It is the responsibility of Judges to pass sentence on offenders who are convicted of an offence.
The Sentencing Act 2002 sets out the purposes and principles of sentencing (although it doesn’t say that any particular purpose or principle is more important than any other, and still allows Judges discretion to decide the appropriate level of sentence in each case).
The purposes of sentencing, set out in Part 1 of the Act, include:
- holding the offender accountable
- promoting in the offender a sense of responsibility
- providing for the interests of the victim (including by ordering reparation for harm done)
- denunciation (strong disapproval) of the offender's conduct
- deterrence of both the offender and other persons
- protection of the community
- assisting in the offender's rehabilitation and reintegration back into the community.
Judges must consider certain principles when determining a sentence in each case, such as:
- the gravity (seriousness) of the offending
- the culpability (blameworthiness) of the offender
- the seriousness of the type of offence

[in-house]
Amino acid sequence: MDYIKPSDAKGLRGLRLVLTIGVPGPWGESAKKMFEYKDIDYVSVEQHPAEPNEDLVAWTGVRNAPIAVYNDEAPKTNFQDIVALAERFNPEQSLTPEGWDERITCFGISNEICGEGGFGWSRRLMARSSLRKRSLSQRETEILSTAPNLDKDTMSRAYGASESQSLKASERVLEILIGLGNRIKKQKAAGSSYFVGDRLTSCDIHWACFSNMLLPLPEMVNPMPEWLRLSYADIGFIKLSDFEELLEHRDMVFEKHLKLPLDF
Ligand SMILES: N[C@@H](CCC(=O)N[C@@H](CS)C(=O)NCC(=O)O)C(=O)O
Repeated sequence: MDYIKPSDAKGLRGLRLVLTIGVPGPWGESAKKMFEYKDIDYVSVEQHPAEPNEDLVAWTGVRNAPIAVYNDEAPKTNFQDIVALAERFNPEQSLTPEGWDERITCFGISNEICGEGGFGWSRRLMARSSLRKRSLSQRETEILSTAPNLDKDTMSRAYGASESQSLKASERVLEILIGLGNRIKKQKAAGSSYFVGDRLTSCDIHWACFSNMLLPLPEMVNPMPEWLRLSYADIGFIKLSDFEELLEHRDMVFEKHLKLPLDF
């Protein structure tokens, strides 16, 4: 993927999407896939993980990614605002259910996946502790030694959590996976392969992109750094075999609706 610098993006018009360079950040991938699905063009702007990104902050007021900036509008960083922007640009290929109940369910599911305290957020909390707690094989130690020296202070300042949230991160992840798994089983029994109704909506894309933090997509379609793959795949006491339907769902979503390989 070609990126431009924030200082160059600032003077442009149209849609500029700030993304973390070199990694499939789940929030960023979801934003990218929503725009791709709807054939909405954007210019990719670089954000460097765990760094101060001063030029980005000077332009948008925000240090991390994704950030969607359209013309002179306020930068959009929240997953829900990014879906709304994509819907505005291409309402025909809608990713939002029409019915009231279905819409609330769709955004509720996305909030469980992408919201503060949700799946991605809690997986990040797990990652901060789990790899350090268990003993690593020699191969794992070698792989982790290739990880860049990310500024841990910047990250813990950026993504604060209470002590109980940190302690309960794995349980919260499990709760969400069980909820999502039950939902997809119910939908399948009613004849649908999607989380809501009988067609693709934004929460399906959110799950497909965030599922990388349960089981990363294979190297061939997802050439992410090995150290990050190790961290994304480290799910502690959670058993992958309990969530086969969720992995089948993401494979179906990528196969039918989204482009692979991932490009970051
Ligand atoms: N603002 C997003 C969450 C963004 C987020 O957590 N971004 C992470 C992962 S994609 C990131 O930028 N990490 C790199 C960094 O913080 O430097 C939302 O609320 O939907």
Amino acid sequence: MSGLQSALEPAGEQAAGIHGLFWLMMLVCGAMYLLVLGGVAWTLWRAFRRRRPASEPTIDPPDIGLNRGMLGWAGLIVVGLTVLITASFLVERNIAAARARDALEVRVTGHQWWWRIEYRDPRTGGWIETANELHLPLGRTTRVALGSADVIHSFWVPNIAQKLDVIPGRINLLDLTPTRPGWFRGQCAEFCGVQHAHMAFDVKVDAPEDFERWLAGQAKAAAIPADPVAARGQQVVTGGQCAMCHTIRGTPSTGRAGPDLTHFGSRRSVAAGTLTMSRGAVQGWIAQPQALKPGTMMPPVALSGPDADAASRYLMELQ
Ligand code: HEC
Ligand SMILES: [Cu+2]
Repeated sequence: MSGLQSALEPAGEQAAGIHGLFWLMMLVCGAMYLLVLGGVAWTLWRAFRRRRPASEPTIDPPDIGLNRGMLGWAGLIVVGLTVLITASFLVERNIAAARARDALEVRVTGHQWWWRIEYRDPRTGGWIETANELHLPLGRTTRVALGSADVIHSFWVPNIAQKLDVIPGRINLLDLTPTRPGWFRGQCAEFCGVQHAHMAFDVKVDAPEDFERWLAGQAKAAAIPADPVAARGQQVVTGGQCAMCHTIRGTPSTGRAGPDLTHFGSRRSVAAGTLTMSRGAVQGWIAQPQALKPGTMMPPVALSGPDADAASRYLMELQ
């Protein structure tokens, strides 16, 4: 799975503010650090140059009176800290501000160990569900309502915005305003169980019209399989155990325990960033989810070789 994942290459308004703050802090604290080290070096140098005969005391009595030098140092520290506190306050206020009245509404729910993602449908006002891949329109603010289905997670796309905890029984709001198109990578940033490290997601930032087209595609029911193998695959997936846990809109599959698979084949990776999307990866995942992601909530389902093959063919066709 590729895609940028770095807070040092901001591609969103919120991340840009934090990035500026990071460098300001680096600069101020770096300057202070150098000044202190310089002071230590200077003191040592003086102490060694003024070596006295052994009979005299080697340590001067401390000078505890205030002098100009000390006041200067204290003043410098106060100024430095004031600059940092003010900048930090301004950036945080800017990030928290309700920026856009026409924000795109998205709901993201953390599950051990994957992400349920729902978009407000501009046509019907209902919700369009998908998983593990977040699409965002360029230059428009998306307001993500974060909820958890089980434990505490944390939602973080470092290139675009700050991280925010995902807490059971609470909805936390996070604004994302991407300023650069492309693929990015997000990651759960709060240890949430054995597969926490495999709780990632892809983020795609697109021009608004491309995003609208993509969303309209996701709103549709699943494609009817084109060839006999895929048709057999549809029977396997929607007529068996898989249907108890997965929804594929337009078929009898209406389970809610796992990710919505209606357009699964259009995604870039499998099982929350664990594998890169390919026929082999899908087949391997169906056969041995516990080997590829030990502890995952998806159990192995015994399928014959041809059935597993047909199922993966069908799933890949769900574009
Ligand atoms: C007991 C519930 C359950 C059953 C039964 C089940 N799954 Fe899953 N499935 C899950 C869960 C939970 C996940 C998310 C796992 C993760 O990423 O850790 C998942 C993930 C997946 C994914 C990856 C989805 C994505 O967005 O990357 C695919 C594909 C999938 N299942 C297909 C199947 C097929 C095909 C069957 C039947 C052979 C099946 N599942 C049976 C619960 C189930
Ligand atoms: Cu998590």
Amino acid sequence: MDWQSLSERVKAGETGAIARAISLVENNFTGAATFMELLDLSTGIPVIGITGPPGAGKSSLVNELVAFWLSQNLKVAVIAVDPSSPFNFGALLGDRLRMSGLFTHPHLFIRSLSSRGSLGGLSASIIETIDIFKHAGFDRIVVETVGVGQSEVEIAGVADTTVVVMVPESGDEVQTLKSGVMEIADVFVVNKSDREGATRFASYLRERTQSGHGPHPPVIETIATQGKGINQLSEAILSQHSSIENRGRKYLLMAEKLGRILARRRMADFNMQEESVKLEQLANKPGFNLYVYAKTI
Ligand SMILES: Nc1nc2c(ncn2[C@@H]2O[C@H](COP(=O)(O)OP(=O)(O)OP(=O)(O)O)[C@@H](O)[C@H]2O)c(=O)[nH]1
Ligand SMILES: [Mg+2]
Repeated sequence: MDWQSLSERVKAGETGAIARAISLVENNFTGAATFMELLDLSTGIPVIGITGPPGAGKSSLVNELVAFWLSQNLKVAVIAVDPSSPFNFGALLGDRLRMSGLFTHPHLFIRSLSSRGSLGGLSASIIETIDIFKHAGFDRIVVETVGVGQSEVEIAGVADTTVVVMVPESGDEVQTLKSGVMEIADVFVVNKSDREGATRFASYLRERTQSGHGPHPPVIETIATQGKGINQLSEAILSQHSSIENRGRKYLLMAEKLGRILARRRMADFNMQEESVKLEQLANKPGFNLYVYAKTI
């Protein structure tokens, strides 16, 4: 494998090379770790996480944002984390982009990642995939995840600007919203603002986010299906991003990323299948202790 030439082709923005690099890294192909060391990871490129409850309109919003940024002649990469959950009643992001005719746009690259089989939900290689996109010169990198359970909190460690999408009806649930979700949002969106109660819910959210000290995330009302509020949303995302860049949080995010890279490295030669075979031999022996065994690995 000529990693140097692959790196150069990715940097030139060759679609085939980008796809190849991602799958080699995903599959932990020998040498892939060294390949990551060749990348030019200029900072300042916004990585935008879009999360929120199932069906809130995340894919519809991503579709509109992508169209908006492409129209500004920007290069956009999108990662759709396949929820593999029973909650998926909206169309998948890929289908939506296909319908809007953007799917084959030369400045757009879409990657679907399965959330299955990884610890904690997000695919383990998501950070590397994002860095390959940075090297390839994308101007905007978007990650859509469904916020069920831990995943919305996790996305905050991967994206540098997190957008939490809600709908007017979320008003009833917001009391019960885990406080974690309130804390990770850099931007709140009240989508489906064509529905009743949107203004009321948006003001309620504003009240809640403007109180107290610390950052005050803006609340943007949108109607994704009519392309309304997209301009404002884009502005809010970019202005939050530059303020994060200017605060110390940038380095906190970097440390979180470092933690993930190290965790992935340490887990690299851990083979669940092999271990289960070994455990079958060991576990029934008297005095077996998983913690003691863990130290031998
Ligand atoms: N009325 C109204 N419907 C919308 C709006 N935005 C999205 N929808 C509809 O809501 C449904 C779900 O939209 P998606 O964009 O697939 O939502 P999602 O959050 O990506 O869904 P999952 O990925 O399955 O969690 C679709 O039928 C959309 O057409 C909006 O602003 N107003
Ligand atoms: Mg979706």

- the seriousness of the actual offending compared to other offences of the same type
- the desirability of consistency of sentences for similar offending
- the effects of the offending on the victim
- the personal circumstances of the offender including personal characteristics which may make a sentence disproportionately severe upon that particular person
- and whether any restorative justice agreements or terms have been reached (that is, whether the victim and the offender have met and agreed ways in which the offender might make amends for his or her offence).
The Sentencing Act also lists aggravating and mitigating factors and requires Judges to impose the maximum sentence (or something close to it) in the worst cases. It provides for 17-year minimum non-parole terms for murder where certain aggravating features are present and establishes a hierarchy of sanctions.
In part two, it sets out the range of sentences available to the Courts and how they can be imposed. These include a range of monetary penalties, a range of community penalties, and a range of custodial penalties.
If an offender is sentenced to a community sentence or to imprisonment (but not a fine), it becomes the responsibility of the community probation or the prison to administer that sentence.
For more information about sentencing visit the Courts of New Zealand website.